Portsmouth's Commercial Road is 'a shadow' of its former self as action plan is drawn up to revamp the city

The city centre has been described as “a shadow of what it was” as a draft plan is put forward to revitalise Portsmouth’s high street areas.
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Local shops, national chains and the government have reacted to a strategy for revitalising the city’s high streets which was drafted following evidence gathered from a Portsmouth City Council scrutiny panel.

Retailers and council workers have suggested an improved market, street entertainment, and reinstating a high street coordinator as well as a business improvement district to promote communication between the council and traders.

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Chair of the panel, Councillor Russell Simpson, said that shop owners in Commercial Road felt that communication from the council “hasn’t been enough”.

Work is ongoing to help improve Commercial RoadWork is ongoing to help improve Commercial Road
Work is ongoing to help improve Commercial Road

The council used to have a high-street coordinator which “has been missed” by witnesses, he said that existing council teams “do a great job” but due to cuts “they are spread thin” and that a dedicated high street team could help connect the city’s high streets.

He added: “While we can’t go back in time, Commercial Road is a shadow of what it was, with even less choice than it had and many units empty. I, like everyone else in Portsmouth, want a diverse and vibrant high street that gives us choice.”

Andrew Phillip, Cascades centre manager, welcomed the draft strategy, noting the absence of a high street coordinator as a potential reason for Marks and Spencer’s withdrawal from Commercial Road in 2018.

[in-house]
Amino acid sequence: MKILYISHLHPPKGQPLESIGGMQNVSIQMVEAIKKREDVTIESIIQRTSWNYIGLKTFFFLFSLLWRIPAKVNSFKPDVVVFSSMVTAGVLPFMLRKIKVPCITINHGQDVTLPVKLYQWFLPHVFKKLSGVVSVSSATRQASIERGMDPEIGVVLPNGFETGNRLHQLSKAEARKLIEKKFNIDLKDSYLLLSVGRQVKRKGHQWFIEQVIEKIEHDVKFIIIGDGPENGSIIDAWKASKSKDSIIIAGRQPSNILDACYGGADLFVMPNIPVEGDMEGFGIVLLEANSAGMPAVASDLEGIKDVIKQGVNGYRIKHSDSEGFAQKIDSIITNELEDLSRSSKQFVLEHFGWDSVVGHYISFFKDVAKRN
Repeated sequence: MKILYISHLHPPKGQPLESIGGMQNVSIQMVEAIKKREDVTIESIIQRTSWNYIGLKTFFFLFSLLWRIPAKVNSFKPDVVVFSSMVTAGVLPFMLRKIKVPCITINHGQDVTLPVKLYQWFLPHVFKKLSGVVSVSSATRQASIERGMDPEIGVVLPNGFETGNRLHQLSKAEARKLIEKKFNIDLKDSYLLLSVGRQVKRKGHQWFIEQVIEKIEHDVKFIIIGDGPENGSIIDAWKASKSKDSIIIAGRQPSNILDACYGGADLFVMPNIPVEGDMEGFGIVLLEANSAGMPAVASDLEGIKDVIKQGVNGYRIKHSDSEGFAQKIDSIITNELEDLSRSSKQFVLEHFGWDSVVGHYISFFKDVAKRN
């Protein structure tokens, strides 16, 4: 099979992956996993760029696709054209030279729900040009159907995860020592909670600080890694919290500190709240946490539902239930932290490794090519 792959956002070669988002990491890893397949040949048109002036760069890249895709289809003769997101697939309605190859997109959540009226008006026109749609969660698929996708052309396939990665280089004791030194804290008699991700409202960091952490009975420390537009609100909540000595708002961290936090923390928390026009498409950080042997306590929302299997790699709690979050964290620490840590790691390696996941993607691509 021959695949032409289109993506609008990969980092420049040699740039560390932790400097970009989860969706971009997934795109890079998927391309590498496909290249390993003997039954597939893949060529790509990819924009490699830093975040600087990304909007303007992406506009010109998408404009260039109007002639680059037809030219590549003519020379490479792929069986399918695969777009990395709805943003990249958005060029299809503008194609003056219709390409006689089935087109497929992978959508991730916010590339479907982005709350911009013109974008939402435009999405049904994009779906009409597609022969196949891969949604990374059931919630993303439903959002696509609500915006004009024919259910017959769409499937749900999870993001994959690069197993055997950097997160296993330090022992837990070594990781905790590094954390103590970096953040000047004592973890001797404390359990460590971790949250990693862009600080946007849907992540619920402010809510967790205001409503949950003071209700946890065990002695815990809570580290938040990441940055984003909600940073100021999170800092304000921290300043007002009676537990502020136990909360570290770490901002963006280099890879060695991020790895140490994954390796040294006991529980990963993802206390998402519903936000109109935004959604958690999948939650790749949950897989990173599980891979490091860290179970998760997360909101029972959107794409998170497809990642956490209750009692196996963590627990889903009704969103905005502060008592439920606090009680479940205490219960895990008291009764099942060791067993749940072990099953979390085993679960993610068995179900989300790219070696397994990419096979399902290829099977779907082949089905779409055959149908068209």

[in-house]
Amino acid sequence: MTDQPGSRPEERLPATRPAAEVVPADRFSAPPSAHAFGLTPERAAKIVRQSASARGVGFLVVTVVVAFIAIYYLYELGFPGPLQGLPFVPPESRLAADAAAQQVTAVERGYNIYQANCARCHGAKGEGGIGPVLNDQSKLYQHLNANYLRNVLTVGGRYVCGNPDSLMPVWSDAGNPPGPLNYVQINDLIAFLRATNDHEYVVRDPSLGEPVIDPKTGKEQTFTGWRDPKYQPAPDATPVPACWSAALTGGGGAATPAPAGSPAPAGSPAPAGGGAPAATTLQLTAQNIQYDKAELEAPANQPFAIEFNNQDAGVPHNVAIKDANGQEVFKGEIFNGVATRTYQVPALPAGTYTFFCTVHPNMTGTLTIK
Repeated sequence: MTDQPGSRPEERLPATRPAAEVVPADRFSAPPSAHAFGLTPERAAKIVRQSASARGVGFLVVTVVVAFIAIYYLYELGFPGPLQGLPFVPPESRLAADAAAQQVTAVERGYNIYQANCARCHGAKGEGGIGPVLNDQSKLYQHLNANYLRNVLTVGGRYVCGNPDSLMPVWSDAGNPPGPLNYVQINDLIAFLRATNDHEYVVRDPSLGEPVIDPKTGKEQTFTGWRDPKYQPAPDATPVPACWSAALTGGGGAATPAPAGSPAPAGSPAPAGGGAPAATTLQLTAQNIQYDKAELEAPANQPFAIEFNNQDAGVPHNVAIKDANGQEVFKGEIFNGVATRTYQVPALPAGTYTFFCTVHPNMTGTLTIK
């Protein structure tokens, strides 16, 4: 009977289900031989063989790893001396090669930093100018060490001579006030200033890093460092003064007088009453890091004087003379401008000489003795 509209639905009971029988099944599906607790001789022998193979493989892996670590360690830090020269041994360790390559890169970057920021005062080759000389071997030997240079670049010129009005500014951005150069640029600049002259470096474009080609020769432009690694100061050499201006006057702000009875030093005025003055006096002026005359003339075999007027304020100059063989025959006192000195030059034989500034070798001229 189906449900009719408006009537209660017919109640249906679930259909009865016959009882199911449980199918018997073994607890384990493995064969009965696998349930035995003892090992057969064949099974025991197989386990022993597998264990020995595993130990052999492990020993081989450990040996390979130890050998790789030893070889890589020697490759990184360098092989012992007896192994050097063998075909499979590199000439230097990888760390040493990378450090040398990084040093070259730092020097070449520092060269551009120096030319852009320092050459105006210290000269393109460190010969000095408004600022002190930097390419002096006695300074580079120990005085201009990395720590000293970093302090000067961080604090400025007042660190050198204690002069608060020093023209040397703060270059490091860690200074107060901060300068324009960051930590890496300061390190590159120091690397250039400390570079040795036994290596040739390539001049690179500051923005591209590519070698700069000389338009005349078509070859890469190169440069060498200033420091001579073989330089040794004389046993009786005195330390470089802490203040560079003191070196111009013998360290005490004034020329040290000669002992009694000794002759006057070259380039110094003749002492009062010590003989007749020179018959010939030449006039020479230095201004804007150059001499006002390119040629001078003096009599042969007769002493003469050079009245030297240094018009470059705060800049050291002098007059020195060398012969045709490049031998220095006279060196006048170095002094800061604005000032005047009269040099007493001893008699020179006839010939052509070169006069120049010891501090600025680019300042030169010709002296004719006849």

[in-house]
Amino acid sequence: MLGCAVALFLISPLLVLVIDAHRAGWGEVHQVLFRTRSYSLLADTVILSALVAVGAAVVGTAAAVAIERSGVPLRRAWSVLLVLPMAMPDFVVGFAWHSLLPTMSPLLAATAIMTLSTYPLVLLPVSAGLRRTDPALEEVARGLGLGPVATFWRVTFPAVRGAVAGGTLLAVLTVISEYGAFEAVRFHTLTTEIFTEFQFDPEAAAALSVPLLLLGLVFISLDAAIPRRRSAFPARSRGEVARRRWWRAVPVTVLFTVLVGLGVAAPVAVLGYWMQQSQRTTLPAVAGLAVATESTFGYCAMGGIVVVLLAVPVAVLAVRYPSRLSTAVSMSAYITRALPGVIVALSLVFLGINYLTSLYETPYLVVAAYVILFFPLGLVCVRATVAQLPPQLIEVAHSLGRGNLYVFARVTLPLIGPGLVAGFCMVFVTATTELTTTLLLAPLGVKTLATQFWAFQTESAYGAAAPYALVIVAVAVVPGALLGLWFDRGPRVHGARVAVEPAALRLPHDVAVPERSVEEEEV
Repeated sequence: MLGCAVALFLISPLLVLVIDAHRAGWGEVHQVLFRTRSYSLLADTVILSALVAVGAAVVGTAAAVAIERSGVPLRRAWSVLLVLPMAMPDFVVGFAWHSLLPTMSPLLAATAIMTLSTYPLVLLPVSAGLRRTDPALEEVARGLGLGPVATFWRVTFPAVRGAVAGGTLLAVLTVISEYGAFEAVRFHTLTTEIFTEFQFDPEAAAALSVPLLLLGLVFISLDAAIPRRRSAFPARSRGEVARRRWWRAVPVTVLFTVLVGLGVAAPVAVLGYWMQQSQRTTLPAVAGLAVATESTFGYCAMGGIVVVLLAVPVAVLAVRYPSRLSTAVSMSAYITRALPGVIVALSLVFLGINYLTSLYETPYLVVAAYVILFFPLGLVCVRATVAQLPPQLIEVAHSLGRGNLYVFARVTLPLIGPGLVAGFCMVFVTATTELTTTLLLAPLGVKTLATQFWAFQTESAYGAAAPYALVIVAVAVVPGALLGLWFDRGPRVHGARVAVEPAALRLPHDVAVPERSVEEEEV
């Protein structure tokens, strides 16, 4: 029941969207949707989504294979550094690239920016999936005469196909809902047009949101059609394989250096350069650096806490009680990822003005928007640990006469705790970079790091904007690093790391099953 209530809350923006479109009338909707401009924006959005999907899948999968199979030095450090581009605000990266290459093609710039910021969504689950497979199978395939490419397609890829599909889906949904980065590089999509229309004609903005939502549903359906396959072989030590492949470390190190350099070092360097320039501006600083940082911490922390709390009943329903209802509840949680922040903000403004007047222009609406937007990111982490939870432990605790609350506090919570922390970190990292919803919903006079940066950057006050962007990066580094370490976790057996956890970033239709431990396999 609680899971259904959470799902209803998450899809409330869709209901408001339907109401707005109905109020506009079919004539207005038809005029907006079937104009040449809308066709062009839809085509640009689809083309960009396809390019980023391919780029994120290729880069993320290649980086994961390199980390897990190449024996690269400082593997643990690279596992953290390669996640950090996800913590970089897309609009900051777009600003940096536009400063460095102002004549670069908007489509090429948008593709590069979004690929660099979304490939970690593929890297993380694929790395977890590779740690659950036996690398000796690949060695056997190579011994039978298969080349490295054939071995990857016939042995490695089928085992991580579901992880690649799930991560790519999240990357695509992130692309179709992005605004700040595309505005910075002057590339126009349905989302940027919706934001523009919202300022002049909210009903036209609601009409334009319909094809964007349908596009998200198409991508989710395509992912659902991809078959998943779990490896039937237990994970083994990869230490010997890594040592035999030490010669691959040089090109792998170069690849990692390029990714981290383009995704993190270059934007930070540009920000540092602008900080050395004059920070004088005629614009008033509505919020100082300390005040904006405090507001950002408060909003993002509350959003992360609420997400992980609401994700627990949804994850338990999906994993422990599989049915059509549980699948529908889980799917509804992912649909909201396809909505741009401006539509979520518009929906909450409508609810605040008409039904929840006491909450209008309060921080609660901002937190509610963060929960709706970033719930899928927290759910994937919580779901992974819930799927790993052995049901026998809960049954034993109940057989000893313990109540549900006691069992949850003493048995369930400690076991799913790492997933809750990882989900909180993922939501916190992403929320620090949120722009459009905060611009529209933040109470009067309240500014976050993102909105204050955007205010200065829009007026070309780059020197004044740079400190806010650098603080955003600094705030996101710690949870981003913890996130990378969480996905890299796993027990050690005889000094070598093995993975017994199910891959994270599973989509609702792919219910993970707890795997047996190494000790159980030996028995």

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He stressed the importance of high streets providing a diverse range of experiences. He noted that the high streets with the most variety recovered the quickest from the Covid-19 pandemic. Mr Phillip also underscored the impact of business rates, which are set by central government, and increases to the minimum wage on retailers’ margins.

Tom Ironside, the director of business and regulation at the British Retail Consortium, welcomed the council’s review however, he said it’s “essential” that central government is “supportive”. He added that reforms to business rates, crime prevention and improved planning policy are all key to the revival of high streets.

In response, a central government spokesperson noted the levelling-up agenda which has invested more than £30m in Portsmouth. “We are also extending the 75 per cent reduction in business rates bills into next year, and delivering on our review to make the system more responsive and remove barriers to investment,” they said. “This includes a new improvement relief taking effect next month and making revaluations more frequent.”